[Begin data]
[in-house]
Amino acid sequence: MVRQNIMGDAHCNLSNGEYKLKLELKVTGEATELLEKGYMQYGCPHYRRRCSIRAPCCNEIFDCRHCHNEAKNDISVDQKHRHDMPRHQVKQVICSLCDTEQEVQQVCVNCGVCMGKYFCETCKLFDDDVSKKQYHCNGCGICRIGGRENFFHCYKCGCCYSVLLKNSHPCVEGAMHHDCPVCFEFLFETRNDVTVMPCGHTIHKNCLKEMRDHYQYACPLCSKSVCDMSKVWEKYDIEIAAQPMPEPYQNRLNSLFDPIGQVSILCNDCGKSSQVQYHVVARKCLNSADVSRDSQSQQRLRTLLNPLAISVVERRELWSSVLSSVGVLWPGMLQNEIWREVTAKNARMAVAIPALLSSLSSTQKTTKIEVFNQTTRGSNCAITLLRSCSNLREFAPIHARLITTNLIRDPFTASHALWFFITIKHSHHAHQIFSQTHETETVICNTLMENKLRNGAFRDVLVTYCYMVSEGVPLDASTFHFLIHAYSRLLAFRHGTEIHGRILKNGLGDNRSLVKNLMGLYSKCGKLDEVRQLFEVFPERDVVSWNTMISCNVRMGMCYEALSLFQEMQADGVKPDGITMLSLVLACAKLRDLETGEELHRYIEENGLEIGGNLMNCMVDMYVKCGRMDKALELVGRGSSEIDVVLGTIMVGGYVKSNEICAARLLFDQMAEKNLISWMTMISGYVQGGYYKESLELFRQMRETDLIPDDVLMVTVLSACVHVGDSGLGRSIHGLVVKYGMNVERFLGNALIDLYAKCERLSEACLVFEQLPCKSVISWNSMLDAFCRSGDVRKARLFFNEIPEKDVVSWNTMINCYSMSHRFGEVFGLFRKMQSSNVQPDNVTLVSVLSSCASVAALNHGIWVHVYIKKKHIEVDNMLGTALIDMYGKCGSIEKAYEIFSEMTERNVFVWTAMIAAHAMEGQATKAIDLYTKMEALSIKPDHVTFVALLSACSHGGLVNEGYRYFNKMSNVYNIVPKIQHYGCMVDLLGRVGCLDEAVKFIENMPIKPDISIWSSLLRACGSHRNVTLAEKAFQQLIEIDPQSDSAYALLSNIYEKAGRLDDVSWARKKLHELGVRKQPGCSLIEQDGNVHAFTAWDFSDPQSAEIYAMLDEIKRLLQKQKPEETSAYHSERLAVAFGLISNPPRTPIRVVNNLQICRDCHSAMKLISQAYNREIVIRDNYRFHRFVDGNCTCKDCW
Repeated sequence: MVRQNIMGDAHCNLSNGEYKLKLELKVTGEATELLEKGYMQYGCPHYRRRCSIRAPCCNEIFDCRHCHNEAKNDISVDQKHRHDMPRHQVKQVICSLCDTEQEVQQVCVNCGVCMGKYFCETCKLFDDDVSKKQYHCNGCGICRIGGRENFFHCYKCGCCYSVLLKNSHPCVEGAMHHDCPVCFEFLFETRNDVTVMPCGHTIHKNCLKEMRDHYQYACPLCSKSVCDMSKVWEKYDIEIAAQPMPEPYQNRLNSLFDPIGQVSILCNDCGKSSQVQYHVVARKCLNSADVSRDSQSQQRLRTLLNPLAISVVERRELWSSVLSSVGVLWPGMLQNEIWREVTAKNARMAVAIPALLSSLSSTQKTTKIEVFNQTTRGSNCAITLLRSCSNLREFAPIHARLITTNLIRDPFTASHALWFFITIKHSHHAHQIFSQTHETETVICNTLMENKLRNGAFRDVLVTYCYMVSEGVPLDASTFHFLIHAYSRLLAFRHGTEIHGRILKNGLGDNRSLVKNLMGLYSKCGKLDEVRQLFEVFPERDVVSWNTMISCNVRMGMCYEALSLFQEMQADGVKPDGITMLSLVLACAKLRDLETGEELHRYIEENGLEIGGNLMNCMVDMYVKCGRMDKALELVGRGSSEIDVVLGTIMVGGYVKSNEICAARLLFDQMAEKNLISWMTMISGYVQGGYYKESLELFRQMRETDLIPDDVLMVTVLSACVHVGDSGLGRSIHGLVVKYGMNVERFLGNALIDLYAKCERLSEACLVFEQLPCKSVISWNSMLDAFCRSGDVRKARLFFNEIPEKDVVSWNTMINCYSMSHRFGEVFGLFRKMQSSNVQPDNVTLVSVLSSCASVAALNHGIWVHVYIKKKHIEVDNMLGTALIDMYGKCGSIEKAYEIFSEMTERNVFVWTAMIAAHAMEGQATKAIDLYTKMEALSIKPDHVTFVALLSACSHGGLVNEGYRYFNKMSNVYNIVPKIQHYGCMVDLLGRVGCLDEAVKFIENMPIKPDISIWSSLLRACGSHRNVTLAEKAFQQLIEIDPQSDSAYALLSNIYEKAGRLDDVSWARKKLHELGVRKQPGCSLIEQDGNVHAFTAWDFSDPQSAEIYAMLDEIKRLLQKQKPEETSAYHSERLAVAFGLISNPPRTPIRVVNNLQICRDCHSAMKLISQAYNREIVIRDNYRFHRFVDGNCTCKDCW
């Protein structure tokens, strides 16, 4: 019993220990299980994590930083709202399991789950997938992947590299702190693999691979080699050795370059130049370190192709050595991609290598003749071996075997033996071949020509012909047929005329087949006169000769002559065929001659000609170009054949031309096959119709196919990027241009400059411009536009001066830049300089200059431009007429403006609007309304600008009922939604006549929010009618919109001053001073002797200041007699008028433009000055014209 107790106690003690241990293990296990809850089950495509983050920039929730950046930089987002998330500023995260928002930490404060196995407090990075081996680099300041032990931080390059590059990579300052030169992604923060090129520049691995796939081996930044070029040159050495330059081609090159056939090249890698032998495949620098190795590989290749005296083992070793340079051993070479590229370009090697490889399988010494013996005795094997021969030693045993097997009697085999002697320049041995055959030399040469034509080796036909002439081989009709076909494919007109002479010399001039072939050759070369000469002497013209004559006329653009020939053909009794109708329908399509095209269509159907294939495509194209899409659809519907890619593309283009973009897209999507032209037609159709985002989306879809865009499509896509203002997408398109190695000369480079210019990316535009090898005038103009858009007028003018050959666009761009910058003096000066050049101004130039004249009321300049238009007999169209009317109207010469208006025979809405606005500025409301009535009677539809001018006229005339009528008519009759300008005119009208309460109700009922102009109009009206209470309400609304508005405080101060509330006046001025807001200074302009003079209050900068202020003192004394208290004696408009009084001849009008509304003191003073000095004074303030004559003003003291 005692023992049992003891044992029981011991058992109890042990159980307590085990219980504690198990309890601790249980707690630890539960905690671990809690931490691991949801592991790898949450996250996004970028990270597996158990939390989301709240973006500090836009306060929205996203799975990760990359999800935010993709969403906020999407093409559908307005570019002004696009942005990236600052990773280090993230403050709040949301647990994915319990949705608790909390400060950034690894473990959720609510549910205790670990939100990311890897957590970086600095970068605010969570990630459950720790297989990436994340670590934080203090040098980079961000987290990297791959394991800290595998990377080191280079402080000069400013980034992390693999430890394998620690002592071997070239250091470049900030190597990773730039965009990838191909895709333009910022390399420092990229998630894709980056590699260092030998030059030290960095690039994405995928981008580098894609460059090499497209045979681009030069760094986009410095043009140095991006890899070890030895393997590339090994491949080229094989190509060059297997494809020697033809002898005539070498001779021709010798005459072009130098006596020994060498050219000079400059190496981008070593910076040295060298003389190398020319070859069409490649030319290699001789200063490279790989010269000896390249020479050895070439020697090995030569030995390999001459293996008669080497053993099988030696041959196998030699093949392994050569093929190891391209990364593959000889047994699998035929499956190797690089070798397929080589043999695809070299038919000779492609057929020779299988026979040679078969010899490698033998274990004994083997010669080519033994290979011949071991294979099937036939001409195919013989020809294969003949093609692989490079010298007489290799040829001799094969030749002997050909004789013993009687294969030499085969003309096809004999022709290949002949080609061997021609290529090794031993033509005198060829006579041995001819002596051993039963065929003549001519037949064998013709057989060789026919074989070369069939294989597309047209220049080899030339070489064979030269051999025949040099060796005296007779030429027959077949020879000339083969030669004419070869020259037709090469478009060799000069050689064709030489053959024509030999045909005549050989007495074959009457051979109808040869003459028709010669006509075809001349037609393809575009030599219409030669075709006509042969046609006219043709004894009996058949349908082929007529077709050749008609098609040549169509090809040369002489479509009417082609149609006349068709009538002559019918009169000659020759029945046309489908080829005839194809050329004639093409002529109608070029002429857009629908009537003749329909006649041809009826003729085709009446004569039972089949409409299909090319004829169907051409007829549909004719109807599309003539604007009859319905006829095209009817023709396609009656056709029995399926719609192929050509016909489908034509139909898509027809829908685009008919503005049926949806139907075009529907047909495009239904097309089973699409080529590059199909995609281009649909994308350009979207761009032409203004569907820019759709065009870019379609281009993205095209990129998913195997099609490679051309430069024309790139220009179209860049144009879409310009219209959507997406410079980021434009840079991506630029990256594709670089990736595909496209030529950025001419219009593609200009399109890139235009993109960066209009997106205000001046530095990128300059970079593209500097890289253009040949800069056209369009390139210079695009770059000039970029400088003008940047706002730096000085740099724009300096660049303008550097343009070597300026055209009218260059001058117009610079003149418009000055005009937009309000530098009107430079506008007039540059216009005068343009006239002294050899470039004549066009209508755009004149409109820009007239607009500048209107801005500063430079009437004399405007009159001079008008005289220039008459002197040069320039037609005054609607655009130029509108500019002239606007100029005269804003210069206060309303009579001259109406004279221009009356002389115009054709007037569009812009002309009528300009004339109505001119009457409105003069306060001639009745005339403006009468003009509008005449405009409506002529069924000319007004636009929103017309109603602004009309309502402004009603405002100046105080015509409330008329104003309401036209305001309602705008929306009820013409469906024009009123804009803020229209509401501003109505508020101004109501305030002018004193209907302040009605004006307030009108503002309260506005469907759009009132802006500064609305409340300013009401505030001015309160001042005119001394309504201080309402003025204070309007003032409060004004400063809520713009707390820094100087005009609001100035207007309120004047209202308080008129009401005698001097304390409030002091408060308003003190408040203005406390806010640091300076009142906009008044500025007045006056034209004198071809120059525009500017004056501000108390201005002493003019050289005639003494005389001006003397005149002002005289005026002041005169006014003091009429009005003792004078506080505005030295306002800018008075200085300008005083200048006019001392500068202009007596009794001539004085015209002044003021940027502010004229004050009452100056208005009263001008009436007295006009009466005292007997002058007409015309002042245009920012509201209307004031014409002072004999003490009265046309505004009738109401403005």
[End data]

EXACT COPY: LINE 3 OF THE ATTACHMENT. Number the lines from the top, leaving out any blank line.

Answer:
Repeated sequence: MVRQNIMGDAHCNLSNGEYKLKLELKVTGEATELLEKGYMQYGCPHYRRRCSIRAPCCNEIFDCRHCHNEAKNDISVDQKHRHDMPRHQVKQVICSLCDTEQEVQQVCVNCGVCMGKYFCETCKLFDDDVSKKQYHCNGCGICRIGGRENFFHCYKCGCCYSVLLKNSHPCVEGAMHHDCPVCFEFLFETRNDVTVMPCGHTIHKNCLKEMRDHYQYACPLCSKSVCDMSKVWEKYDIEIAAQPMPEPYQNRLNSLFDPIGQVSILCNDCGKSSQVQYHVVARKCLNSADVSRDSQSQQRLRTLLNPLAISVVERRELWSSVLSSVGVLWPGMLQNEIWREVTAKNARMAVAIPALLSSLSSTQKTTKIEVFNQTTRGSNCAITLLRSCSNLREFAPIHARLITTNLIRDPFTASHALWFFITIKHSHHAHQIFSQTHETETVICNTLMENKLRNGAFRDVLVTYCYMVSEGVPLDASTFHFLIHAYSRLLAFRHGTEIHGRILKNGLGDNRSLVKNLMGLYSKCGKLDEVRQLFEVFPERDVVSWNTMISCNVRMGMCYEALSLFQEMQADGVKPDGITMLSLVLACAKLRDLETGEELHRYIEENGLEIGGNLMNCMVDMYVKCGRMDKALELVGRGSSEIDVVLGTIMVGGYVKSNEICAARLLFDQMAEKNLISWMTMISGYVQGGYYKESLELFRQMRETDLIPDDVLMVTVLSACVHVGDSGLGRSIHGLVVKYGMNVERFLGNALIDLYAKCERLSEACLVFEQLPCKSVISWNSMLDAFCRSGDVRKARLFFNEIPEKDVVSWNTMINCYSMSHRFGEVFGLFRKMQSSNVQPDNVTLVSVLSSCASVAALNHGIWVHVYIKKKHIEVDNMLGTALIDMYGKCGSIEKAYEIFSEMTERNVFVWTAMIAAHAMEGQATKAIDLYTKMEALSIKPDHVTFVALLSACSHGGLVNEGYRYFNKMSNVYNIVPKIQHYGCMVDLLGRVGCLDEAVKFIENMPIKPDISIWSSLLRACGSHRNVTLAEKAFQQLIEIDPQSDSAYALLSNIYEKAGRLDDVSWARKKLHELGVRKQPGCSLIEQDGNVHAFTAWDFSDPQSAEIYAMLDEIKRLLQKQKPEETSAYHSERLAVAFGLISNPPRTPIRVVNNLQICRDCHSAMKLISQAYNREIVIRDNYRFHRFVDGNCTCKDCW